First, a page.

I threw away the number to the answering service, and I’ve never looked at it again.  Over the years, many of you have thanked me for answering the phone personally, and I want you to know that it’s my pleasure.  Truly.  Thank you for letting me hear you.  I hear your compliments and your complaints.  I hear your excitement and anticipation.  I hear about your first dates and blind dates and 30th anniversary celebrations.  I hear you when you are making reservations to introduce your children to jazz for the first time.  I hear you when you have a request to meet an artist or ask that he/she play a special song.  It’s part of what makes it all worth it.  Five years later, I’m still answering the phone, with every call, I thank you for letting me be a small part of the time of your life and the song in your heart.

Lesson Learned:  The behavior of the leader should be consistent with the values of the organization.  In order to have an “up close” club, you must find a way to stay in close touch with your customers. Even if it hurts a little, it’s more than worth it.

Things That Really Happened Along the Way: Stroke of Genius

Thursday, May 25th, 2017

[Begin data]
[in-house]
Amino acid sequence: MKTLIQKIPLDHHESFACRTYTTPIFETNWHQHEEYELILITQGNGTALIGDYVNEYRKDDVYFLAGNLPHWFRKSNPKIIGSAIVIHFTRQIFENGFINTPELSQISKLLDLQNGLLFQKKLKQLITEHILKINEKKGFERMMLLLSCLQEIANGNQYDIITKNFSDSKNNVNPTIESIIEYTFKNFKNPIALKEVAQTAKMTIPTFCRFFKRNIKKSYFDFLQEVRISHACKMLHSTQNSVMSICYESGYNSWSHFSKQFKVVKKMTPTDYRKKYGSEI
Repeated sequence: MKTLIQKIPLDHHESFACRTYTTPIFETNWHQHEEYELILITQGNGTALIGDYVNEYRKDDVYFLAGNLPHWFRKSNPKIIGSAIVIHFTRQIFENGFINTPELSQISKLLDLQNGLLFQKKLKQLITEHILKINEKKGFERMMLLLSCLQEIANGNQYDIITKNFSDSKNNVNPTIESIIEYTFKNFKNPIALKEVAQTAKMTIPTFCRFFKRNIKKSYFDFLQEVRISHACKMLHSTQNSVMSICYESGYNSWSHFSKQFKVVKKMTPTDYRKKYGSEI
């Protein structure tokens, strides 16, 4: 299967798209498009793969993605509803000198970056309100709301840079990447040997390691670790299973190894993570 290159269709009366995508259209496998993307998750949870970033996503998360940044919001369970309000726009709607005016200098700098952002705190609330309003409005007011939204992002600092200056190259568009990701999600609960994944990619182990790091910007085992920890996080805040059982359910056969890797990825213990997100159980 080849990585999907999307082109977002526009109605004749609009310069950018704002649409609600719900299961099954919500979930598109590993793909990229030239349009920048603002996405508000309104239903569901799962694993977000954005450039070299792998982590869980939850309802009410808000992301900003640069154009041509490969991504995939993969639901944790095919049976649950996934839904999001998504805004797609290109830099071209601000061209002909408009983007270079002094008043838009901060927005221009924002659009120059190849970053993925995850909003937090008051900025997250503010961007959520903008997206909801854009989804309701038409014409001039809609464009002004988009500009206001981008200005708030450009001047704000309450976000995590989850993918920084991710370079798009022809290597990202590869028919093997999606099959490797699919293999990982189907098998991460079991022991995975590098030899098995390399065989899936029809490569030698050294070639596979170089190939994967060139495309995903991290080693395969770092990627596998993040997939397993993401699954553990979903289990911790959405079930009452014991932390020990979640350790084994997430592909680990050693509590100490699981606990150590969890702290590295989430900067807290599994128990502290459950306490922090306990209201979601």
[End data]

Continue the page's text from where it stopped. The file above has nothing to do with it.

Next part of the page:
Saturday, June 3rd is The Velvet Note’s Fifth Anniversary.  You can attend our celebration by making a reservation at http://thevelvetnote.com/fifth-anniversary.




In 2014, Henry Davenporte suffered a stroke.

Henry Davenporte was the founder and owner of Studio 281, a jazz club located in the Castlelberry Hill section of Atlanta, a neighborhood that was gaining a tentative reputation for becoming “the new Buckhead”.   Every night, Castleberry enjoyed a cultural tango between the mass influx of its up-an- coming young partygoers and its long-standing, conservative well-heeled resident homeowners.  Studio 281 had been there for almost a decade, exclusively featuring straight-ahead jazz acts in a somewhat hidden two-story building on 281 Peters Street, with exposed brick interiors, cigar smoking, a stage, a bar and some light food items.